NASA’s Curiosity rover is studying sand dunes towering up to two stories tall, returning new images showing a rippled landscape that represents a case of still-active geology on the red planet.
The six-wheeled robot recently arrived at a feature named “High Dune” to begin the dune campaign. High Dune is part of a dune system scientists have dubbed Bagnold Dunes along the northwestern flank of Mount Sharp, a three-mile-high mountain inside Gale Crater, Curiosity’s landing site.
The Bagnold Dunes are named for Ralph Bagnold, a British military engineer who pioneered research into how winds transport sand grains in the early 20th century.
See a larger mosaic showing fine details of the dunes taken by Curiosity’s Mastcam camera Nov. 27.
NASA says the lighting of the images was adjusted to approximate how the dunes would appear in daytime on Earth.
The rover will spend at least several weeks at the dune site, using its wheels to dig into the sand and reveal the textures lying underneath the wind-blown surface. Curiosity will also scoop up sand for delivery into the rover’s internal laboratory, according to NASA.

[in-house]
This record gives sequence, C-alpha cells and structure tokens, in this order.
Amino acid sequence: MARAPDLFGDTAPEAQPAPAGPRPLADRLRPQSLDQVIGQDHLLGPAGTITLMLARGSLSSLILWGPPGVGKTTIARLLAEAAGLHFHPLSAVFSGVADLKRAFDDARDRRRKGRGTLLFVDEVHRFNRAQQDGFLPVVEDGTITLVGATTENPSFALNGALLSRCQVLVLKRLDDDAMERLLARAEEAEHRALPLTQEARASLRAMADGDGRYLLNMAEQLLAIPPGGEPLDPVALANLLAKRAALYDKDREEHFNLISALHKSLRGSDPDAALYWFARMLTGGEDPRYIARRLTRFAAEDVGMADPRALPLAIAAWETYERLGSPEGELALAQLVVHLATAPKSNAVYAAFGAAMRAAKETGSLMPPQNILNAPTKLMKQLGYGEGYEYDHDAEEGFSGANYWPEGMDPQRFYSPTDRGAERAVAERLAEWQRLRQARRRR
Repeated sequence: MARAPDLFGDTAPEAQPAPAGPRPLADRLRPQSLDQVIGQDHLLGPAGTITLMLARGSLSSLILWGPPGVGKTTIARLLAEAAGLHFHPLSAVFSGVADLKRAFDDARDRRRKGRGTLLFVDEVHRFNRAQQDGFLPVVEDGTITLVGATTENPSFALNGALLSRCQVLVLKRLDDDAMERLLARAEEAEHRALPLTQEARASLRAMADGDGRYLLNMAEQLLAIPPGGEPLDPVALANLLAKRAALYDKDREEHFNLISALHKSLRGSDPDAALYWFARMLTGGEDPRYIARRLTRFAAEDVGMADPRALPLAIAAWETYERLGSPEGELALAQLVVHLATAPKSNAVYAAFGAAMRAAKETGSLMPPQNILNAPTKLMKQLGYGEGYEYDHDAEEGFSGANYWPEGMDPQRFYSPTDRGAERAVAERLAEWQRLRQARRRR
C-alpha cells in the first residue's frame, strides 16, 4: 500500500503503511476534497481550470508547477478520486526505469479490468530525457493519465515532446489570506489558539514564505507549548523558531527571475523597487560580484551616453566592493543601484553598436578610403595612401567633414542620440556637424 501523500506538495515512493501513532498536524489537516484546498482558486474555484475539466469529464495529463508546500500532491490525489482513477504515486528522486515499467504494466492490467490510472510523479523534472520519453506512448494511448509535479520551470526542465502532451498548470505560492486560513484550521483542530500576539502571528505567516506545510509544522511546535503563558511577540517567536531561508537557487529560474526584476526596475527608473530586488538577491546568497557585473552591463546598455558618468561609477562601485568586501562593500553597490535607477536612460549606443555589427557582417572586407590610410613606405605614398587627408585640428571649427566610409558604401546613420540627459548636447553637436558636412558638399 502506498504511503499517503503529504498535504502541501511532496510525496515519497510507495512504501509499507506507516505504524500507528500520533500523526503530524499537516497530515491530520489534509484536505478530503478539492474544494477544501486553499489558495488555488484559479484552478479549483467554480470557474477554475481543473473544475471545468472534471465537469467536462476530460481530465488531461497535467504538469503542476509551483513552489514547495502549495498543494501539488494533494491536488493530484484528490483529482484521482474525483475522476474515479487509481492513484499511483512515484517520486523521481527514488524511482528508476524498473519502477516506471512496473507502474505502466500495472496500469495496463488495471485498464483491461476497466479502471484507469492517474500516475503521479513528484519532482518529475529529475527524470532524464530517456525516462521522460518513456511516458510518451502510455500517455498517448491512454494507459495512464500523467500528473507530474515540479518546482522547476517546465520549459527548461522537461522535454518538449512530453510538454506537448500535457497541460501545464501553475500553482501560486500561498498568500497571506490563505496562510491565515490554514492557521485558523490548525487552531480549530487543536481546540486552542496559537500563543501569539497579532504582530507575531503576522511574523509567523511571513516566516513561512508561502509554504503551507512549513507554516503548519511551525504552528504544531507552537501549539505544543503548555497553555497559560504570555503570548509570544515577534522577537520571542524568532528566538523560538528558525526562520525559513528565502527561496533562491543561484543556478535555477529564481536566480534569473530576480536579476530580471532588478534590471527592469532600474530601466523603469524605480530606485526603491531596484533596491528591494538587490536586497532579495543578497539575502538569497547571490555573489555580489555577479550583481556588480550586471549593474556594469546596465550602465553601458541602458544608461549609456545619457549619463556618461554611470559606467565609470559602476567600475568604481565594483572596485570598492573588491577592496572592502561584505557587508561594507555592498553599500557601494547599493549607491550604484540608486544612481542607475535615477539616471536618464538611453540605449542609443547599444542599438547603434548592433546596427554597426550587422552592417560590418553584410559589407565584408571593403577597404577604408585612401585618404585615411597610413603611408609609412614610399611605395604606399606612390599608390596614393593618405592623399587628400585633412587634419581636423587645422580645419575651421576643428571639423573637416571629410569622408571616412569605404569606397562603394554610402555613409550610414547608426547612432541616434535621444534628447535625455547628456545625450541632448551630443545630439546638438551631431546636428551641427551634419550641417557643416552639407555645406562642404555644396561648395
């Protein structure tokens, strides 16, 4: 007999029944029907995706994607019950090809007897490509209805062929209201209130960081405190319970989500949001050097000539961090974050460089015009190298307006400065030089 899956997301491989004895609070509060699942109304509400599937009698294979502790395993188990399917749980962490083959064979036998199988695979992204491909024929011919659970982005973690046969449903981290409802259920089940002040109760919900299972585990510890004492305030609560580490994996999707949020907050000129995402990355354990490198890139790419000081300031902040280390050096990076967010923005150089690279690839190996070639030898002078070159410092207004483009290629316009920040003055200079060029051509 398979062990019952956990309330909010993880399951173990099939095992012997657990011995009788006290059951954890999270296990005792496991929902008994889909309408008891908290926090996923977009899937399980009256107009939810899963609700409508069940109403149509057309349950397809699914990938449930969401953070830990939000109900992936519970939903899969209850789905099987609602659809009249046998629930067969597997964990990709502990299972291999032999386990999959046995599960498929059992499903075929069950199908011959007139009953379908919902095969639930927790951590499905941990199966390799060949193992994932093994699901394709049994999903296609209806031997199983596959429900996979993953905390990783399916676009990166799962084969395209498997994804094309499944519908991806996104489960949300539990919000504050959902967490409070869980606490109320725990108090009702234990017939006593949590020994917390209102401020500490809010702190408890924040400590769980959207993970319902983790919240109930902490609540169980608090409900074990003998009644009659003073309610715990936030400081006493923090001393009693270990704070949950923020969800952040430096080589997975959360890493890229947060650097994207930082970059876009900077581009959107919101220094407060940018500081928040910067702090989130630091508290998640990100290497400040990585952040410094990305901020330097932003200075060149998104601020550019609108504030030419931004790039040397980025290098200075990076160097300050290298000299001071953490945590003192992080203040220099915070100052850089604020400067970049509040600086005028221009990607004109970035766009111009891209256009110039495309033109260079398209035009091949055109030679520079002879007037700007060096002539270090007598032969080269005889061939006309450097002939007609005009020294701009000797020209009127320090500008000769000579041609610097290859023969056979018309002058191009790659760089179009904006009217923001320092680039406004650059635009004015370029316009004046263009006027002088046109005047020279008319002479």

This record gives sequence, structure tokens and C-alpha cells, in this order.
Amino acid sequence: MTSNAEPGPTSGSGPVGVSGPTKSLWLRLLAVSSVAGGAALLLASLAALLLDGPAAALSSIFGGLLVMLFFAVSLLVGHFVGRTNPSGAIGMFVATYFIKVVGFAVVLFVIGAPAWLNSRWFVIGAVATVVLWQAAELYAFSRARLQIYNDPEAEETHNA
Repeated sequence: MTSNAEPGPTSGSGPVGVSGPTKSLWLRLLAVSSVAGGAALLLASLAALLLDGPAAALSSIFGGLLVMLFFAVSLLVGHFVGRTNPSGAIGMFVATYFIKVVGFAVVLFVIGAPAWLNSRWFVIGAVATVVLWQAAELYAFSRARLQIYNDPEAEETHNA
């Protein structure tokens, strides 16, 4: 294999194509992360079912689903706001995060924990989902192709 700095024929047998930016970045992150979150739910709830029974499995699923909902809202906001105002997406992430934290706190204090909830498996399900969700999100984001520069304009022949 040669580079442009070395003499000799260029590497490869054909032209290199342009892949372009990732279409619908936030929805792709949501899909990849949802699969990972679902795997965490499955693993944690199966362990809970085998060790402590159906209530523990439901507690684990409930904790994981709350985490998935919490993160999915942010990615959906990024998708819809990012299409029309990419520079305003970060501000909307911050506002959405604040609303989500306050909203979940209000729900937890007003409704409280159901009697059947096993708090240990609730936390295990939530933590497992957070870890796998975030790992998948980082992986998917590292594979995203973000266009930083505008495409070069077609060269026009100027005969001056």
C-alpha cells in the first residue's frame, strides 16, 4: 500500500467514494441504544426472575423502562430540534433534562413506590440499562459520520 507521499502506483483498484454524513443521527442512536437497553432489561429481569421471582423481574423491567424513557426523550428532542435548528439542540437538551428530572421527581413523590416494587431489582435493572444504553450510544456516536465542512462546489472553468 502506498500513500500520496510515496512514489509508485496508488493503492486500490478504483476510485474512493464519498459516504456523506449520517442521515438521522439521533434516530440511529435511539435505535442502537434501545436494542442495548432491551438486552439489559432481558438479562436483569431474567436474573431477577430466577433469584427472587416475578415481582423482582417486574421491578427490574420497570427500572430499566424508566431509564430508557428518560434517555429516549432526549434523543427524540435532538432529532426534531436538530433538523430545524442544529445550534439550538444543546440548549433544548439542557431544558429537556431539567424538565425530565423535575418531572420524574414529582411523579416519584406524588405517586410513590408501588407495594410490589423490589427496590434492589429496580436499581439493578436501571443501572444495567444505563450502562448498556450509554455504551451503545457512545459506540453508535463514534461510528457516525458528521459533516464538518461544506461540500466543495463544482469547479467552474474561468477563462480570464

Pits formed in the tracks of Curiosity’s wheels revealed finer sand grains than visible on the dune’s surface, where winds blow away the smallest particles, leaving the larger grains.
Curiosity is the first spacecraft to study active sand dunes on another planet.
Observations from NASA’s Mars Reconnaissance Orbiter, flying several hundred miles above the red planet, show the dunes are moving about 3 feet, or a meter, every year, scientists said.
Researchers believe dunes on Mars behave differently than they do on Earth. The surface pressure on Mars is about six-tenths of one percent the pressure on Earth, with Martian gravity three times weaker than Earth’s.
“These dunes have a different texture from dunes on Earth,” said Nathan Bridges from the Johns Hopkins University’s Applied Physics Laboratory, co-leader of the dune campaign planning team. “The ripples on them are much larger than ripples on top of dunes on Earth, and we don’t know why. We have models based on the lower air pressure. It takes a higher wind speed to get a particle moving. But now we’ll have the first opportunity to make detailed observations.”
Learning how dunes form on Mars today will help scientists study what processes shaped sandstones rock layers on the red planet, which are made from dunes that turned into rock long ago.
Curiosity is stopping at the dunes on its trek up Mount Sharp, exploring distinct layers on the way up the mountain to study different eras in Mars’ geologic past.
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